The U.S. Army Sergeants Major Academy – the proponent for all NCOES common core courses, the Battle Staff NCO Course and Structured Self Development (SSD) – recently scored an “A+” on its evaluation from the American Council on Education or ACE.
“This is a good news story,” Command Sgt. Maj. Dennis Defreese, commandant of USASMA said. “We went through the ACE evaluation and got the most credits that we have ever received for SSD I and Warrior Leader Course, all the way up through the Sergeants Major Course and SSD V. It is pretty significant for all of the credit they gave us.
Sgt. Maj. Robert Hixson, deputy director for the Department of Training, explained the process ACE used to evaluate USASMA’s courses.
“ACE evaluation looks at our teaching method, the level of rigor we put into the course, the examinations and the rigor put in them as well,” he said. “They look at what we teach and they compare that to college curriculum to ensure it matches the level of credit awarded. A lower division credit equates to an associate degree; upper division credit would be for a bachelor degree; and graduate division, which we didn’t get any credit, would be for masters.”
The evaluation of each course takes time with USASMA supplying all products to be evaluated in advance.
“Over a six month period we had to give ACE a period of instruction which is basically every class; everything the instructor has; and everything the student sees for evaluation to include every examination,” he said. “We had to provide them all of that and then we had several conference calls with them where we talked about the curriculum.”
Hixson said the dialogue between USASMA and ACE went back and forth for some time with ACE asking questions like, ‘Which program of instruction, or POI, is the valid one for the Warrior Leader Course – the 15-day POI, the 17-day or the 22-day?’ Once all of the questions were answered, ACE proceeded with their evaluation of the courses.
“What they do is they take three professors from various academic institutions and each one independently will review a POI and determine what credit they think should be awarded for that POI based on the level of work and level of education in the lesson,” Hixson said. “Then they bring the recommendations together and there is a month grace period where they come in and visit for two days, and go through the entire curriculum block while they are here. Then they went back for a month and reviewed what they got from the professors and made their credit recommendation.”
Then end result of the evaluation – an additional 23 college credits for the various courses. (See the chart)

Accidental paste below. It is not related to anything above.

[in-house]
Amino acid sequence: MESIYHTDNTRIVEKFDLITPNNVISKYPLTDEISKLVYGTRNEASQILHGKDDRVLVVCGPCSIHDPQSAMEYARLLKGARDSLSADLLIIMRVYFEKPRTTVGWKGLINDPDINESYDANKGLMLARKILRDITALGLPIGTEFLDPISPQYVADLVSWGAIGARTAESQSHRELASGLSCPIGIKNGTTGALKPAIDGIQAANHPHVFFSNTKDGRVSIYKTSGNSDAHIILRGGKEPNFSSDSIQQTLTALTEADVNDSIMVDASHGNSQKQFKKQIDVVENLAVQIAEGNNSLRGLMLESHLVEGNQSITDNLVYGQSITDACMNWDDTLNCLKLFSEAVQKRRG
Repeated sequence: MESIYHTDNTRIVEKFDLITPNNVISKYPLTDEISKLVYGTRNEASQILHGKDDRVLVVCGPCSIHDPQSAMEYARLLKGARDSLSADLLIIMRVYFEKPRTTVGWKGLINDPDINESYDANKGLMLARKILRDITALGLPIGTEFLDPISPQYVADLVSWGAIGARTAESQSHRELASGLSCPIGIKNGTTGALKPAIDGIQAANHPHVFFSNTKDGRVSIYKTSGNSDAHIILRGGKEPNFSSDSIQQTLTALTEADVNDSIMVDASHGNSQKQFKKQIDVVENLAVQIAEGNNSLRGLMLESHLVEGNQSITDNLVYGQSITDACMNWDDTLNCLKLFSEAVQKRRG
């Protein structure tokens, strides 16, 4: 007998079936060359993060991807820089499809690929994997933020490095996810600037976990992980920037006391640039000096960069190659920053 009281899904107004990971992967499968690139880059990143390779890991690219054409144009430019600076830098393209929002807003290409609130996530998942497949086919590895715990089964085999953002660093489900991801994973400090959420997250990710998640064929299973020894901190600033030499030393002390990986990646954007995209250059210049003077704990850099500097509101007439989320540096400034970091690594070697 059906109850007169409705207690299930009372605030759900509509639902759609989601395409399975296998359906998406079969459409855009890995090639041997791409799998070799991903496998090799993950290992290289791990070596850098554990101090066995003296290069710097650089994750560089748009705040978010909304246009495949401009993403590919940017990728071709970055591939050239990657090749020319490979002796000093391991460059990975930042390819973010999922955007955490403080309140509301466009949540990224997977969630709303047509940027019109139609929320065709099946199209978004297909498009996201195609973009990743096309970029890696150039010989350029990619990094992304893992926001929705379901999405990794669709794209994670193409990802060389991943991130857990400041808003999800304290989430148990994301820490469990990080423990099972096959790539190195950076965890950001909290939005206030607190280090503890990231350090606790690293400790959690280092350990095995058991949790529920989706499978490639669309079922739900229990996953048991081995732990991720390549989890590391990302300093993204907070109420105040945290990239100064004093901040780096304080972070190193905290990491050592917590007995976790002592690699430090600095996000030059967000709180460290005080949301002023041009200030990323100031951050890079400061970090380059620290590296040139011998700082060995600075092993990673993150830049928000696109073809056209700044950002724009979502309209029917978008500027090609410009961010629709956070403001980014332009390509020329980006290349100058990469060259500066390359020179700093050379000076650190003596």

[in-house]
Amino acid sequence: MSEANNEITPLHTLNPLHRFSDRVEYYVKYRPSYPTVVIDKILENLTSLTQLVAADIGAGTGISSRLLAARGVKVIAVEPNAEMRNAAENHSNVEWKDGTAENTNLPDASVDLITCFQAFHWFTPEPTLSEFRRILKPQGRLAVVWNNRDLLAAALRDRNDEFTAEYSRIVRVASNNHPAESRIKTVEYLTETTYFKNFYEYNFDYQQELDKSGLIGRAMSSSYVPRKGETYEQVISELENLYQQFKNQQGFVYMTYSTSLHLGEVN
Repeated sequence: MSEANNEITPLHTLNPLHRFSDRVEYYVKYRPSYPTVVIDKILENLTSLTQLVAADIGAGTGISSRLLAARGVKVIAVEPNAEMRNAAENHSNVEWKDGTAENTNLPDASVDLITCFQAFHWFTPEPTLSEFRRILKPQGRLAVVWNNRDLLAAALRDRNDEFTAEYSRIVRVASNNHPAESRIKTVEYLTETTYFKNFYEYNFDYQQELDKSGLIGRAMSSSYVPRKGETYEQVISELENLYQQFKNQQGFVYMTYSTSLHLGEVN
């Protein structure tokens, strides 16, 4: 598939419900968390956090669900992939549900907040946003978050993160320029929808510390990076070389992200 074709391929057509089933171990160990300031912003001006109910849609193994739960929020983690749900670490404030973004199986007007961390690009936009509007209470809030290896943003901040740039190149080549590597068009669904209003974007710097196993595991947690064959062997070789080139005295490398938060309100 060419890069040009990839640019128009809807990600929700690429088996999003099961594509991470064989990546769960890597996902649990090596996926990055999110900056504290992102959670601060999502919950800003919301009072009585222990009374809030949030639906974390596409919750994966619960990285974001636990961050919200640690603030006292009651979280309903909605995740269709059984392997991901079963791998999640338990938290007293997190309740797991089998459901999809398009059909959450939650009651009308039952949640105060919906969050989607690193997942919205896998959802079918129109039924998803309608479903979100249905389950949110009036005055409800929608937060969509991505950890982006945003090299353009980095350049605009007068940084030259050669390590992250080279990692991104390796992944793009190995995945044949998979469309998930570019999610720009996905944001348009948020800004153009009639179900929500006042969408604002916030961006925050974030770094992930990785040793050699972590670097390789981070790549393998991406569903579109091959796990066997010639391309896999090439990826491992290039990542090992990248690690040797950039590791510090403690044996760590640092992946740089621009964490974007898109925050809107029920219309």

With most colleges requiring 60-80 credit hours, depending on your major to obtain an associate degree and 120 hours to obtain a bachelor degree, Structured Self Development and NCOES will get you the needed credits to obtaining your degree that much easier.
“Most colleges require you to get four classes for residency, so what you get in NCOES and four basic classes you could have an associate’s degree potentially,” he said. “That is what I did, a long time ago at Fort Riley, I went to the community college and I had to take a math course, an English course, a science course, and a fine arts course. And with those four classes I was awarded an associate’s degree.”
Some colleges may require you to take up to eight classes in residency depending on your major for a bachelor degree,’ said Roxanna Taylor, USASMA’s education program advisor.
Hixson cautioned that not all colleges accept what ACE recommends, but regardless the education you receive through the Army does go towards your degree aspirations. He added that even though ALC-Common Core is no longer being taught, the recommended credit it received will sit in place for those who completed the course to allow them that college credit.
ACE is the nation’s most visible and influential higher education association and represents the presidents of U.S. accredited, degree-granting institutions, which include two- and four-year colleges, private and public universities, and nonprofit and for-profit entities. ACE’s strength lies in their loyal and diverse base of more than 1,700 member institutions, 75 percent of which have been with ACE for more than 10 years. ACE convenes representatives from all sectors to collectively tackle higher education challenges, with a focus on improving access and preparing every student to succeed.